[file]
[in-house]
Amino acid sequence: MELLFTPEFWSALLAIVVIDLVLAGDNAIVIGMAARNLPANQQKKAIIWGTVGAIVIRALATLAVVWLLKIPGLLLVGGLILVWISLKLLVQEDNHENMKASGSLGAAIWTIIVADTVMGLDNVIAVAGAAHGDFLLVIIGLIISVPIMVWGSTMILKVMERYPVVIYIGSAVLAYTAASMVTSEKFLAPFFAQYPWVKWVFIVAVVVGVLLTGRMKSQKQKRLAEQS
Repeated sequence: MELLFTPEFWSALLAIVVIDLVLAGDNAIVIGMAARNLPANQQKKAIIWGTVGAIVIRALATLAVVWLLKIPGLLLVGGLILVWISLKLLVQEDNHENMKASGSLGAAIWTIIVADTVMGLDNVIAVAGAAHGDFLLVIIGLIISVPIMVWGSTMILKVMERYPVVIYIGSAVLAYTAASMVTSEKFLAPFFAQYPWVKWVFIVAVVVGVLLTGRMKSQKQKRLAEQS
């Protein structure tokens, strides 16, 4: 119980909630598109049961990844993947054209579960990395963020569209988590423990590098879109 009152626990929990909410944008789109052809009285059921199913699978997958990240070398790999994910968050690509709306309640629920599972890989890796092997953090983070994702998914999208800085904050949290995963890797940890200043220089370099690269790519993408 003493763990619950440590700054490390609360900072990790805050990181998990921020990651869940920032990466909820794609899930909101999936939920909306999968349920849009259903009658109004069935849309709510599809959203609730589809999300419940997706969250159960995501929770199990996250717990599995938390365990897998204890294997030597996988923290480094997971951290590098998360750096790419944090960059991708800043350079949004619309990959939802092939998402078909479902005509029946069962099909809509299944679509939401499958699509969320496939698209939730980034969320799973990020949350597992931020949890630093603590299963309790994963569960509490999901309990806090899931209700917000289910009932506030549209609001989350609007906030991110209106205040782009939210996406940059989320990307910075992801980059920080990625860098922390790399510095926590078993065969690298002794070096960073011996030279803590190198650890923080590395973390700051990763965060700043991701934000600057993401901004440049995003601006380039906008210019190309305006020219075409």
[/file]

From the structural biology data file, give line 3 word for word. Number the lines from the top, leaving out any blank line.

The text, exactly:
Repeated sequence: MELLFTPEFWSALLAIVVIDLVLAGDNAIVIGMAARNLPANQQKKAIIWGTVGAIVIRALATLAVVWLLKIPGLLLVGGLILVWISLKLLVQEDNHENMKASGSLGAAIWTIIVADTVMGLDNVIAVAGAAHGDFLLVIIGLIISVPIMVWGSTMILKVMERYPVVIYIGSAVLAYTAASMVTSEKFLAPFFAQYPWVKWVFIVAVVVGVLLTGRMKSQKQKRLAEQS